Notable modifications include:
- Insulin-mimetics were added to category S4. Hormone and Metabolic Modulators, to include all insulin-receptor agonists.
- Meldonium (mildronate) was added to category S4. “because of evidence of its use by athletes with the intention of enhancing performance.”
- It was clarified that the ophthalmic use of carbonic anhydrase inhibitors (S5. Diuretics and Masking Agents) is permitted.
- It was clarified that clonidine (S6. Stimulants) is permitted.
- The International Motorcycling Federation (FIM) was removed from the list of sports prohibiting alcohol (P1. Alcohol) as a doping agent, and FIM “will address the use of alcohol using their own regulations.”
For the complete summary of modifications to the 2016 Prohibited List, along with other details, visit www.wada-ama.org/en/resources/science-medicine/prohibited-list.
Athletes can verify the prohibited status of their medication(s) using the following CCES resources which were updated on January 1, 2016 to reflect the new Prohibited List.
Two important areas for physiotherapists working with sport are Taping and Protective Equipment. SPC is proud to announce that we have two courses to meet your learning needs!!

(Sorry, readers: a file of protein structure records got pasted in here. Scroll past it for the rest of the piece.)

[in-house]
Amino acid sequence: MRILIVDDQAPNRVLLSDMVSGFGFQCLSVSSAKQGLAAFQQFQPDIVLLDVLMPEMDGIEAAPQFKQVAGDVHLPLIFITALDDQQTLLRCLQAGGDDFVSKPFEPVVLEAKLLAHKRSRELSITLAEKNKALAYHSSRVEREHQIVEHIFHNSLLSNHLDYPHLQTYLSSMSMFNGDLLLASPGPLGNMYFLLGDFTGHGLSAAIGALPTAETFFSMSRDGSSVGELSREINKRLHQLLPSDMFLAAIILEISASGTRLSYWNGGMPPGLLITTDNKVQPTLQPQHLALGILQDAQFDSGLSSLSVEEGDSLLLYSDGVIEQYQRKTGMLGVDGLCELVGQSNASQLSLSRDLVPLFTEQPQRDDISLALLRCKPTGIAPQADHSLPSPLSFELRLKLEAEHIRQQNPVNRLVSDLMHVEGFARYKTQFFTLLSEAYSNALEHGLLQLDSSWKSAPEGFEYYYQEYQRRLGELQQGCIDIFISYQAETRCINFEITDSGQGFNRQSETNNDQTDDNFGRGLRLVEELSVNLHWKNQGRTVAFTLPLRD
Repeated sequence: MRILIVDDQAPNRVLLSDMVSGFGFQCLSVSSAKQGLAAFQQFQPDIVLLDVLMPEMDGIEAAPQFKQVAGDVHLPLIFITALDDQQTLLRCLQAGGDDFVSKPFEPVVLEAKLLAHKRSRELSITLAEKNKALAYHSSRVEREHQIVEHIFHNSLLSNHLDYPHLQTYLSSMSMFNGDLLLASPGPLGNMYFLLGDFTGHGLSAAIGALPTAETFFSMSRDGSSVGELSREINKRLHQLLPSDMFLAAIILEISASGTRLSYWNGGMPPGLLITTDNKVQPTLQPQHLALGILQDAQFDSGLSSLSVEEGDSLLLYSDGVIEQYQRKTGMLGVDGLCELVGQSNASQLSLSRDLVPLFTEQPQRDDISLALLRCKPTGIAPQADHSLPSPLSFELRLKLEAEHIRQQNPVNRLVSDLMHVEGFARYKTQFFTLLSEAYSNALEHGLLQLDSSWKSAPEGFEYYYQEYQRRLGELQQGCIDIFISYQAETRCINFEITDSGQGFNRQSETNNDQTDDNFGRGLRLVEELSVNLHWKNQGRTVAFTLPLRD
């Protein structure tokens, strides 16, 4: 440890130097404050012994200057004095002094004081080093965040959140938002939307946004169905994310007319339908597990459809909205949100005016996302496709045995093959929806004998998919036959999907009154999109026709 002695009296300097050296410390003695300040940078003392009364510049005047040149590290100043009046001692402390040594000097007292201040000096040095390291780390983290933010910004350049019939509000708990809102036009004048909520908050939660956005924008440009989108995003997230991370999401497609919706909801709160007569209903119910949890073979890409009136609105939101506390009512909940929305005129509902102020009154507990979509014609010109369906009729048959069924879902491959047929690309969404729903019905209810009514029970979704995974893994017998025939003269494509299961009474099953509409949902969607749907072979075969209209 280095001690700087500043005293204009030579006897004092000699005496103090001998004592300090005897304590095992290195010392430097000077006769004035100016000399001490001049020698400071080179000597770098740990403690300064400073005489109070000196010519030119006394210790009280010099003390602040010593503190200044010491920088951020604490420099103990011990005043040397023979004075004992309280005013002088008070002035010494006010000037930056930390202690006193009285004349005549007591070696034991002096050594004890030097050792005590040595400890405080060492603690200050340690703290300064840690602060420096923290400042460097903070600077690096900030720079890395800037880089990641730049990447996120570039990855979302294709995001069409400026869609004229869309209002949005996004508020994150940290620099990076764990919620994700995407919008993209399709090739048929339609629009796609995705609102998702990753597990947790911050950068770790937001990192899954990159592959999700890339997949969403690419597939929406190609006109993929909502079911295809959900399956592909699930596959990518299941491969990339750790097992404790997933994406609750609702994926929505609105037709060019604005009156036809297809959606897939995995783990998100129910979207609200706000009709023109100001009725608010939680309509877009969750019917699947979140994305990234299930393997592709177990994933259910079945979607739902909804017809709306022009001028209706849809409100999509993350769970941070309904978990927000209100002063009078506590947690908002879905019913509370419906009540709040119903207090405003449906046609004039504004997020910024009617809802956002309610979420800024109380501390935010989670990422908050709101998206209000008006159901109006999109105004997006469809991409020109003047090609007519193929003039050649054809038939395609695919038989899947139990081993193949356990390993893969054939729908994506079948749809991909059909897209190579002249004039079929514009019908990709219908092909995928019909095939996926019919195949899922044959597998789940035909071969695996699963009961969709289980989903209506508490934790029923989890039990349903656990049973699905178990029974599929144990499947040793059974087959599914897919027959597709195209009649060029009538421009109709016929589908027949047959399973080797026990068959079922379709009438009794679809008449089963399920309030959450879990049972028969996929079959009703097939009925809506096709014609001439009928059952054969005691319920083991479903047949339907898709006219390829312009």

SPC Taping for Sport & Performance
In the clinic or at a sporting event, taping is an essential rehabilitation technique that can effectively help a client return to work, play or daily living activities. Learn how to prevent and care for common injuries with the proper use of taping and wrapping techniques. Content focuses on the most common injury areas of ankle, wrist and thumb taping with simple elbow or knee blocking also covered. Direct instructional support and hands on practice are key elements of this course. Participants also gain access to our online learning system with both pre and post course information to enhance learning retention